The Los Angeles Angels welcomed prospect Brandon Marsh to summer camp on Tuesday but also placed reliever Parker Markel on the injured list.
Summer camp giveth and summer camp taketh away. Such is the lesson that the Los Angeles Angels are learning, as the team welcomed back one player and were forced to add another to the team’s injured list on Tuesday.
On the return front, the team’s second-ranked prospect Brandon Marsh made his first appearance in summer camp, rejoining his Angels teammates for the first time since the initial spring training got shut down. Marsh was part of the initial 60-man player pool but had yet to report to camp.
While his absence was eyebrow-raising, especially for a top prospect trying to make an impression, the general assumption is that he was dealing with something COVID-related. The privacy rules around coronavirus cases among MLB players prevent the teams from disclosing the ailments to the media without player consent.
Marsh is seen as a consensus top prospect in the game, ranking #43 by Baseball America, #79 by MLB.com, and #51 by Baseball America while checking in as the Angels’ second-rated prospect behind Jo Adell. He made his way to Double-A Mobile in 2019 after hitting .286/.367/.407 across two stops last season. He then made a fair amount of noise in the Arizona Fall League, leading the Mesa Solar Sox in average (.328).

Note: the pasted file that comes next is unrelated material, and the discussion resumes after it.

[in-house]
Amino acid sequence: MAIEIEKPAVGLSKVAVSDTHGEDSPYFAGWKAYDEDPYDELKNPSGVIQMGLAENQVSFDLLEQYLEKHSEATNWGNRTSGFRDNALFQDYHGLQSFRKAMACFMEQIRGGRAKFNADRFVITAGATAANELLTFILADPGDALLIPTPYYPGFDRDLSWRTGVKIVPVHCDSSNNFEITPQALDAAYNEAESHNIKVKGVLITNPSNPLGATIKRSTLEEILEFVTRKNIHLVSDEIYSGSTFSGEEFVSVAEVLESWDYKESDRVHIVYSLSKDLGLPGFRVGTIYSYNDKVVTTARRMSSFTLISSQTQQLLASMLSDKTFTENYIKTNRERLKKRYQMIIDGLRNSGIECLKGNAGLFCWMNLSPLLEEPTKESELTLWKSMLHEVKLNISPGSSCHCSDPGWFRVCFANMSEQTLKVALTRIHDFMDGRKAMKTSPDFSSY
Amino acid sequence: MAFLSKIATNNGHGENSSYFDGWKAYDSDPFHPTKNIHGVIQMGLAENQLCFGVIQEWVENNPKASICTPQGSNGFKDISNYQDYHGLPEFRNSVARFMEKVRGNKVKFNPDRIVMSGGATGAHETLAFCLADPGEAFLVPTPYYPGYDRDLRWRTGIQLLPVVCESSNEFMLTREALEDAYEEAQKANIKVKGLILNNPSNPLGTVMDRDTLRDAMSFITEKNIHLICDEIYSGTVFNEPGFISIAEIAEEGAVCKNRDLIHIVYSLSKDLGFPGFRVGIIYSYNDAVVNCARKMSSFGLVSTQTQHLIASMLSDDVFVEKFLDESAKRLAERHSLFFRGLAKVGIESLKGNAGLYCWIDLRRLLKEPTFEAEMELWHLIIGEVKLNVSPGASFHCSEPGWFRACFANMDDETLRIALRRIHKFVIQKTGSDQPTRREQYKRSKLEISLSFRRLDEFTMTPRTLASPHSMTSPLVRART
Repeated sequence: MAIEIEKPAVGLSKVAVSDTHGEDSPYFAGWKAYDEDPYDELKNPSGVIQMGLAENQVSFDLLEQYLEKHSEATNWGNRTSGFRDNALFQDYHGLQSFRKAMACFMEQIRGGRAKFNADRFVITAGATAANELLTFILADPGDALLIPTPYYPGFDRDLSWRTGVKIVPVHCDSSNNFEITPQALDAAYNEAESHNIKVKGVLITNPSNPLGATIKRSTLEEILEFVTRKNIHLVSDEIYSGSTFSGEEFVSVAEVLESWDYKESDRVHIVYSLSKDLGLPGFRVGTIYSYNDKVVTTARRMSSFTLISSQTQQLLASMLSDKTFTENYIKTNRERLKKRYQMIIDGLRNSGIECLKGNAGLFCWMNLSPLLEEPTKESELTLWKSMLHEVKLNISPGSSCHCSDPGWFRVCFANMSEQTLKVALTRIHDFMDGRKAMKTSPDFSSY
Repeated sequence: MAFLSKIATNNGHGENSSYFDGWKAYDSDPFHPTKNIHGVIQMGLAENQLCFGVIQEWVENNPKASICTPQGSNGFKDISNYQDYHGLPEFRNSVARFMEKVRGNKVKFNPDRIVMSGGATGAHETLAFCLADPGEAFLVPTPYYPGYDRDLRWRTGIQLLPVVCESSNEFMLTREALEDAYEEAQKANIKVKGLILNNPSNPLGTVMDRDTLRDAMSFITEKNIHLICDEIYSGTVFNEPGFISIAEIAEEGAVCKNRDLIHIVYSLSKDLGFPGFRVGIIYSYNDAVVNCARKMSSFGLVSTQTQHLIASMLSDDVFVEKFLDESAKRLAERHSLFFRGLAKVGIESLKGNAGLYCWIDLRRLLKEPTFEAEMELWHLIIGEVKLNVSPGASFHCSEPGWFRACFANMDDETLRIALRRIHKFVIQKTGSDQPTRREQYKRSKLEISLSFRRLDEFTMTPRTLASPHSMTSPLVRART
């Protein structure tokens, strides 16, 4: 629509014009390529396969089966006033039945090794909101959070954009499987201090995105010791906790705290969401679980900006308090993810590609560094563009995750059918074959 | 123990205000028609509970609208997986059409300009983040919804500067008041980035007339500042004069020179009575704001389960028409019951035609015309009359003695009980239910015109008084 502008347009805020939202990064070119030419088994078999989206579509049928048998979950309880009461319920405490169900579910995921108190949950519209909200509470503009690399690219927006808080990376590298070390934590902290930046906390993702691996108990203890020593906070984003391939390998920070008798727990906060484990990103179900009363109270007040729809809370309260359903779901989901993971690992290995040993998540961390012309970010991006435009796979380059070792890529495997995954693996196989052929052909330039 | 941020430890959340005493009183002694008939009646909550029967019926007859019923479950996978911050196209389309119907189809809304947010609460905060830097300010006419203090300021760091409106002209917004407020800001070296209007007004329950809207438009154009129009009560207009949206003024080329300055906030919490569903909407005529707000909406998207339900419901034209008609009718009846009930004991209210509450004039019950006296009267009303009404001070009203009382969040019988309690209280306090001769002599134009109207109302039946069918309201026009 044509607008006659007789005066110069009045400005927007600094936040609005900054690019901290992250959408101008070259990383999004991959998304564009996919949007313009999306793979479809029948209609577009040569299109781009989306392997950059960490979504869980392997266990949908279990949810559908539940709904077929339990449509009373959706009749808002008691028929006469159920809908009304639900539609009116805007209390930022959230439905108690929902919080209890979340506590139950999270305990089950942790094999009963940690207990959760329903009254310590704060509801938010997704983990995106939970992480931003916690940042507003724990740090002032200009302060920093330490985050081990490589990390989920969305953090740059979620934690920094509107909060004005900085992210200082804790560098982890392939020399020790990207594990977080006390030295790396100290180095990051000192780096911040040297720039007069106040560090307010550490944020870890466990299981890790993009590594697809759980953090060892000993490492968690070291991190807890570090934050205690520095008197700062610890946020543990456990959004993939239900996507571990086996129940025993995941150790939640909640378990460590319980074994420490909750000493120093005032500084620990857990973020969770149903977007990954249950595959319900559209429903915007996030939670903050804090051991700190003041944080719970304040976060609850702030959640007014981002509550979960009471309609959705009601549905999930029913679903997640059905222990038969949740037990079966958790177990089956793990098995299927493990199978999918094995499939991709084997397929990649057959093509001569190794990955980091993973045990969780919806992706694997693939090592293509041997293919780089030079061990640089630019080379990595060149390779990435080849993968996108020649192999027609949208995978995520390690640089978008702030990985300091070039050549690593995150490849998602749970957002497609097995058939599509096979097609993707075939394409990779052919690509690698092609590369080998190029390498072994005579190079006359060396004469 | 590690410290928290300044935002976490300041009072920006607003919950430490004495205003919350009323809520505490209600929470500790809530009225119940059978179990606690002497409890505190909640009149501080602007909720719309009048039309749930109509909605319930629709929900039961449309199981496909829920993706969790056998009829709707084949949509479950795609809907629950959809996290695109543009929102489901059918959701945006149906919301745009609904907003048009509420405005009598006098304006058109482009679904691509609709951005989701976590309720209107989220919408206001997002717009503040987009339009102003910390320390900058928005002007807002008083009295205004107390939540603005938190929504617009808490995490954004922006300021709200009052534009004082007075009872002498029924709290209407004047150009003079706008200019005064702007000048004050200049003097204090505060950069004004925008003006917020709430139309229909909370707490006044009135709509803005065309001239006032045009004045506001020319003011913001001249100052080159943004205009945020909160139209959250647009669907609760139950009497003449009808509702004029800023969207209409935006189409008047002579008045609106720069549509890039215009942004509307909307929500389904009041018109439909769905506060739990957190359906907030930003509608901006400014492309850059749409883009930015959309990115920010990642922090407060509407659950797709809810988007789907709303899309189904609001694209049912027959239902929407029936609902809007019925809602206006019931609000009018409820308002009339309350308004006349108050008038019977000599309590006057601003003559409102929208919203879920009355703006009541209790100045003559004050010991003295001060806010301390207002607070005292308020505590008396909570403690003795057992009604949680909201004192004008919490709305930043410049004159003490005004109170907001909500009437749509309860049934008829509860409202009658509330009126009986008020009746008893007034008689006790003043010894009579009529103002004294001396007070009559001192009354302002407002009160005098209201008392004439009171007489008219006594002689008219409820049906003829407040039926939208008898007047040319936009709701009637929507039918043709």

While Marsh is not expected to break camp as a member of the big league club, he will remain part of the 60-man player pool so as to continue his development toward a potential 2021 arrival in Anaheim.
Los Angeles Angels add Parker Markel to the Injured List
The Angels are the fifth club to feature Markel in their system, having purchased the right-hander from the Pittsburgh Pirates in October. The Halos then designated him for assignment and outrighted him in February to open up a 40-man roster spot.
Markel made his MLB debut in 2019, making appearances for both the Seattle Mariners and Pittsburgh Pirates. However, the results were not pretty. In 22 innings of work, he allowed 21 runs (19 earned), six home runs, and 17 walks. Overall he finished with a 7.77 ERA, a 7.30 FIP, a 7.0 BB/9, and a 9.8 K/9 rate. His numbers were much better in the minors, where Markel owns a lifetime 3.81 ERA, a 3.6 BB/9, and an 8.0 K/9, perhaps allowing the Angels to have some depth in the upper minors or secondary camp as needed.
Markel was originally in camp in the spring as a non-roster invitee, but was not expected to be part of the Angels bullpen to start the season and had been assigned to the Salt Lake Bees. He was part of the team’s 60-man player pool when camp resumed on July 1st but had not yet reported to camp. Like Marsh, no details were provided for his absence or for his addition to the injured list, but the silence may say enough.